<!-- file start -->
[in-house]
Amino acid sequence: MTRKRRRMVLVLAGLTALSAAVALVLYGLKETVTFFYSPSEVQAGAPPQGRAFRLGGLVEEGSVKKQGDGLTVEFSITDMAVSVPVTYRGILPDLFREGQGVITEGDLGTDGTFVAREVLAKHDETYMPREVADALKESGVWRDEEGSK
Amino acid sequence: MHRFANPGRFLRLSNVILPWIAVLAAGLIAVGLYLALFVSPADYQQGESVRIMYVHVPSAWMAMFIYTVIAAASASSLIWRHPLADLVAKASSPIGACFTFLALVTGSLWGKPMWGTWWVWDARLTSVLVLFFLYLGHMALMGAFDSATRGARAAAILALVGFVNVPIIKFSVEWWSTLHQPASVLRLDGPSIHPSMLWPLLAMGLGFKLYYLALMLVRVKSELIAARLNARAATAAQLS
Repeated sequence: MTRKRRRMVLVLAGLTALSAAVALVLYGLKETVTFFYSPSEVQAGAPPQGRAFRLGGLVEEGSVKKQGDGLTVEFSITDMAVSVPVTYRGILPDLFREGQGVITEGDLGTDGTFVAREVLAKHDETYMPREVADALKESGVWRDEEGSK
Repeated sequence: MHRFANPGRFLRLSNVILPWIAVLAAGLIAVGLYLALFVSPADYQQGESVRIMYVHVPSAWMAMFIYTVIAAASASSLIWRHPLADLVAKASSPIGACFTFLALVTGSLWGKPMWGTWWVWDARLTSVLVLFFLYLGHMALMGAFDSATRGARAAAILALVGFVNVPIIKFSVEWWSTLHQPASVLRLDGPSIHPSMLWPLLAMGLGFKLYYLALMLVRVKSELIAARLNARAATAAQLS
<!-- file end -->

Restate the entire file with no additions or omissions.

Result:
[in-house]
Amino acid sequence: MTRKRRRMVLVLAGLTALSAAVALVLYGLKETVTFFYSPSEVQAGAPPQGRAFRLGGLVEEGSVKKQGDGLTVEFSITDMAVSVPVTYRGILPDLFREGQGVITEGDLGTDGTFVAREVLAKHDETYMPREVADALKESGVWRDEEGSK
Amino acid sequence: MHRFANPGRFLRLSNVILPWIAVLAAGLIAVGLYLALFVSPADYQQGESVRIMYVHVPSAWMAMFIYTVIAAASASSLIWRHPLADLVAKASSPIGACFTFLALVTGSLWGKPMWGTWWVWDARLTSVLVLFFLYLGHMALMGAFDSATRGARAAAILALVGFVNVPIIKFSVEWWSTLHQPASVLRLDGPSIHPSMLWPLLAMGLGFKLYYLALMLVRVKSELIAARLNARAATAAQLS
Repeated sequence: MTRKRRRMVLVLAGLTALSAAVALVLYGLKETVTFFYSPSEVQAGAPPQGRAFRLGGLVEEGSVKKQGDGLTVEFSITDMAVSVPVTYRGILPDLFREGQGVITEGDLGTDGTFVAREVLAKHDETYMPREVADALKESGVWRDEEGSK
Repeated sequence: MHRFANPGRFLRLSNVILPWIAVLAAGLIAVGLYLALFVSPADYQQGESVRIMYVHVPSAWMAMFIYTVIAAASASSLIWRHPLADLVAKASSPIGACFTFLALVTGSLWGKPMWGTWWVWDARLTSVLVLFFLYLGHMALMGAFDSATRGARAAAILALVGFVNVPIIKFSVEWWSTLHQPASVLRLDGPSIHPSMLWPLLAMGLGFKLYYLALMLVRVKSELIAARLNARAATAAQLS